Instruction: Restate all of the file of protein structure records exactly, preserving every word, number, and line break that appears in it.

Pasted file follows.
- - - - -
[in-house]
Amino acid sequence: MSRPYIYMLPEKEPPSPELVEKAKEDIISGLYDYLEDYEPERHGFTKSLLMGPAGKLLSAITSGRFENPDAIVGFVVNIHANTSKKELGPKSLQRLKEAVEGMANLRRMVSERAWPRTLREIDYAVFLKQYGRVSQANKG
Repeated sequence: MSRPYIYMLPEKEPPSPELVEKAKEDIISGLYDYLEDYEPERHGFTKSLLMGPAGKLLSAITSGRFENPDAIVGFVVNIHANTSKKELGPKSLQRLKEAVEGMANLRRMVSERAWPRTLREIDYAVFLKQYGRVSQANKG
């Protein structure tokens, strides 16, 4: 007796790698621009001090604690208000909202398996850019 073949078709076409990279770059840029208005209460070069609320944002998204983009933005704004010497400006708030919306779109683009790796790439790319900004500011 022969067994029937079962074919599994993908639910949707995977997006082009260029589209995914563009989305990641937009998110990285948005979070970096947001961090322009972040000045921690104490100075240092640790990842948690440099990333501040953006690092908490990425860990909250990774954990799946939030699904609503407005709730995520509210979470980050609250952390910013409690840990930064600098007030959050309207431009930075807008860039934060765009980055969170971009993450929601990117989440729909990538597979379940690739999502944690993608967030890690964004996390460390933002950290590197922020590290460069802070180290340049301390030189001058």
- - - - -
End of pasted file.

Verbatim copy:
[in-house]
Amino acid sequence: MSRPYIYMLPEKEPPSPELVEKAKEDIISGLYDYLEDYEPERHGFTKSLLMGPAGKLLSAITSGRFENPDAIVGFVVNIHANTSKKELGPKSLQRLKEAVEGMANLRRMVSERAWPRTLREIDYAVFLKQYGRVSQANKG
Repeated sequence: MSRPYIYMLPEKEPPSPELVEKAKEDIISGLYDYLEDYEPERHGFTKSLLMGPAGKLLSAITSGRFENPDAIVGFVVNIHANTSKKELGPKSLQRLKEAVEGMANLRRMVSERAWPRTLREIDYAVFLKQYGRVSQANKG
């Protein structure tokens, strides 16, 4: 007796790698621009001090604690208000909202398996850019 073949078709076409990279770059840029208005209460070069609320944002998204983009933005704004010497400006708030919306779109683009790796790439790319900004500011 022969067994029937079962074919599994993908639910949707995977997006082009260029589209995914563009989305990641937009998110990285948005979070970096947001961090322009972040000045921690104490100075240092640790990842948690440099990333501040953006690092908490990425860990909250990774954990799946939030699904609503407005709730995520509210979470980050609250952390910013409690840990930064600098007030959050309207431009930075807008860039934060765009980055969170971009993450929601990117989440729909990538597979379940690739999502944690993608967030890690964004996390460390933002950290590197922020590290460069802070180290340049301390030189001058």